MICHAEL TORRES: My book came out a little after my daughter was born—me and my wife’s first child—and since then we had a second child, so all of my time including writing time revolves around their lives. It’s an understatement to say that that has completely changed how I write and think about writing. Very quickly I learned to be totally flexible with everything writing related. I basically follow their daily rhythms. So I might write at five in the morning, or around one in the afternoon, or nine at night. These little spurts of time often happen while I’m holding one of them, as they sleep. All of this is to say that many of my new poems are in various stages of revision. The newest of the new, because I might return to one of them after a week or longer, tend to look unfamiliar when I see them, as if someone else saved that poem on my laptop. I really love this for how I can revise without a certain personal attachment. I’m interested in what that might mean for my next poetry collection, whenever that book starts to take shape.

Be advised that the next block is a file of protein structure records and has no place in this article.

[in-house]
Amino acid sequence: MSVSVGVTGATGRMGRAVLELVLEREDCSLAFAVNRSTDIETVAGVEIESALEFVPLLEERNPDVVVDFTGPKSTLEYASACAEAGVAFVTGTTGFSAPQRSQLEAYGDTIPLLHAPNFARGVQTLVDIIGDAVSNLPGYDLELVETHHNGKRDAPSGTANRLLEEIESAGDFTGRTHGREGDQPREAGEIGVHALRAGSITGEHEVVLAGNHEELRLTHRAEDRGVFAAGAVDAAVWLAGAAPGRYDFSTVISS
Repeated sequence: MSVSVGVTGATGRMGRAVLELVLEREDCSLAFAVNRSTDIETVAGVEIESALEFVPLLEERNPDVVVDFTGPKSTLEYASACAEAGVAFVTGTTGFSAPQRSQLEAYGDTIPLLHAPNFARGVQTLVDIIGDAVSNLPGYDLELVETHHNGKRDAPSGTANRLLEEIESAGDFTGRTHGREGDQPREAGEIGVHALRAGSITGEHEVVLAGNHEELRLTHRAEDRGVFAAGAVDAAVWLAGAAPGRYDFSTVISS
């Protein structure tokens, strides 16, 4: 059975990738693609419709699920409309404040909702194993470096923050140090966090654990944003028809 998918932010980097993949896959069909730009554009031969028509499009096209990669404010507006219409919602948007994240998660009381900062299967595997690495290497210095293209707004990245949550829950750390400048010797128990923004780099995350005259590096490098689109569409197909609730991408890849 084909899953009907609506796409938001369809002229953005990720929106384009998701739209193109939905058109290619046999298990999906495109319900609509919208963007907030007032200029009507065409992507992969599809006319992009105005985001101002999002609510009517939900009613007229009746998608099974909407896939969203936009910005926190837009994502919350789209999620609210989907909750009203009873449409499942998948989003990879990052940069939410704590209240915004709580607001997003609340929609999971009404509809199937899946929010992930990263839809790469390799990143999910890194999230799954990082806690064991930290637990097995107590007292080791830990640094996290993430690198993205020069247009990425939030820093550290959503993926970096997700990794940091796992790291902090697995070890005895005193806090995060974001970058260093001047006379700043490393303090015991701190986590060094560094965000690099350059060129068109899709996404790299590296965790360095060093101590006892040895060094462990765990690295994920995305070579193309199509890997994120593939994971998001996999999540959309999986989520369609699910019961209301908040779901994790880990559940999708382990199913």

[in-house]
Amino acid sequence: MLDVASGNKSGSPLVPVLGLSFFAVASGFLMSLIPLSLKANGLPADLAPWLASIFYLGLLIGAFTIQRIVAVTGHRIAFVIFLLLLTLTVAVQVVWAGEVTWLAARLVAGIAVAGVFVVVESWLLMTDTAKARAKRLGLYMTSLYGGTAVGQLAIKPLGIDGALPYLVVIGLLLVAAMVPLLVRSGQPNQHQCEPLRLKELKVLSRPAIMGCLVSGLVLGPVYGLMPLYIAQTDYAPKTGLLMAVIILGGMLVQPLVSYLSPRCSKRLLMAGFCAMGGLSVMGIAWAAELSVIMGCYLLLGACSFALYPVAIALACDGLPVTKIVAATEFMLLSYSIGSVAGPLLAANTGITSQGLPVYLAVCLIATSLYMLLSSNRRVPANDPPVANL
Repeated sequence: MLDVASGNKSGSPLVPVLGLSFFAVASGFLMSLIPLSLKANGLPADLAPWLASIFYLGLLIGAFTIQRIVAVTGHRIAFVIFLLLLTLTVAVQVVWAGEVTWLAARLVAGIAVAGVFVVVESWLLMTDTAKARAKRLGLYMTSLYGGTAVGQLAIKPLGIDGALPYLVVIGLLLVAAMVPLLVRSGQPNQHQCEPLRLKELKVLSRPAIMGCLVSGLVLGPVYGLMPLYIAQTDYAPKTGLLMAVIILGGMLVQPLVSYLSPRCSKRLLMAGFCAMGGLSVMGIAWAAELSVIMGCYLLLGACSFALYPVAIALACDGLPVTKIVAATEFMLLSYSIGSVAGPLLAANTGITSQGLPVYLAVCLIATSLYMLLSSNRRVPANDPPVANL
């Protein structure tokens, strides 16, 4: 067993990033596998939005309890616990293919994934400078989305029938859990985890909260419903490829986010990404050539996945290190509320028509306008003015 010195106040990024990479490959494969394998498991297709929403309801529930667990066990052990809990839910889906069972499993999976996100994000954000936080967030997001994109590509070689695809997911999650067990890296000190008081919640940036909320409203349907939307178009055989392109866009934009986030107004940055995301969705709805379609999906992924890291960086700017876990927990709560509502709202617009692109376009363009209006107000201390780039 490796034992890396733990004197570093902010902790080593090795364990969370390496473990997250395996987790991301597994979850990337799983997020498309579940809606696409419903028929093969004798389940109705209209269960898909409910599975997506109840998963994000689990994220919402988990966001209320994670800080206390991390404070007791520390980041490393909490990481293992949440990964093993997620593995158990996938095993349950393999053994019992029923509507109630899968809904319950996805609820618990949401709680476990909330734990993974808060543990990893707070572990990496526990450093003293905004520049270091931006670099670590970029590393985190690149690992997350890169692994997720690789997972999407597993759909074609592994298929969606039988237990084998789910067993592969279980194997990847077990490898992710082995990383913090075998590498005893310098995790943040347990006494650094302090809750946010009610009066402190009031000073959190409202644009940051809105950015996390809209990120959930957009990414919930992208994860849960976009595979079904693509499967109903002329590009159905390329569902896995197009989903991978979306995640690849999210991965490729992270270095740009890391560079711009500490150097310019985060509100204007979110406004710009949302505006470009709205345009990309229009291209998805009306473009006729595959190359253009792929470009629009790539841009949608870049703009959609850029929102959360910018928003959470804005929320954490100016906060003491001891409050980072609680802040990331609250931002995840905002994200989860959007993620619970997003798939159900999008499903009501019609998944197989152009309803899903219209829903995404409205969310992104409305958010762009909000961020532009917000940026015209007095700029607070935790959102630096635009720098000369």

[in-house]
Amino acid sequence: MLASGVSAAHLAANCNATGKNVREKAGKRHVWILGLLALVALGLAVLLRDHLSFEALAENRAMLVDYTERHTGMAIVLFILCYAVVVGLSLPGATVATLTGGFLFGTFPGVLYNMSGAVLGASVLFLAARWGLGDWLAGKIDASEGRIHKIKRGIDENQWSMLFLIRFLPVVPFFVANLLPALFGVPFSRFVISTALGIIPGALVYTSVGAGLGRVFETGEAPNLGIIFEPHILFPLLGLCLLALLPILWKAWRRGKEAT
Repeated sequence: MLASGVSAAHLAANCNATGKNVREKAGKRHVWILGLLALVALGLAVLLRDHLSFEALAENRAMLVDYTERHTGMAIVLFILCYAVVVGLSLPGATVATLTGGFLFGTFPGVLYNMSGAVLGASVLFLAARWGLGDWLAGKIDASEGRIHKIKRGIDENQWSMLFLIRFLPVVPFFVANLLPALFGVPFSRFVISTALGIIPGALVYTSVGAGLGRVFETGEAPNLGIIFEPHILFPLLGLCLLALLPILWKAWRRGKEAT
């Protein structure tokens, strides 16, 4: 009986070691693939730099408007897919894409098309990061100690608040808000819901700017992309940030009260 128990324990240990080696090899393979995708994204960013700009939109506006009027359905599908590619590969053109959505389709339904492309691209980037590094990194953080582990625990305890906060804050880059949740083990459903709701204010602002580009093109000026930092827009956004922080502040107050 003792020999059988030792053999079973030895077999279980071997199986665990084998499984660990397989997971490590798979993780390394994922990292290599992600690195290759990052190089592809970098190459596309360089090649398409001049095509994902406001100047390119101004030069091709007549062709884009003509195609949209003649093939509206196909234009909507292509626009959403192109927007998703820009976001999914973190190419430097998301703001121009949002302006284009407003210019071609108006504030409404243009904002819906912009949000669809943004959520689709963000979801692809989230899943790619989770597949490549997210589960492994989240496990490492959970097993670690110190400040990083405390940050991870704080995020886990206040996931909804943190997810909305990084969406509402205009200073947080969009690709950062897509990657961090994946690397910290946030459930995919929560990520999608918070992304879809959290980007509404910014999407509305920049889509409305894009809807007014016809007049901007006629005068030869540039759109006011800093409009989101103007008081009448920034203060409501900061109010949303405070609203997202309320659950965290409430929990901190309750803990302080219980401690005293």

I do have a series of flash essays that were recently published (June 2022) in The Sun magazine, and I like to think those will be part of a larger nonfiction project that is concerned with fatherhood and, again, masculinity.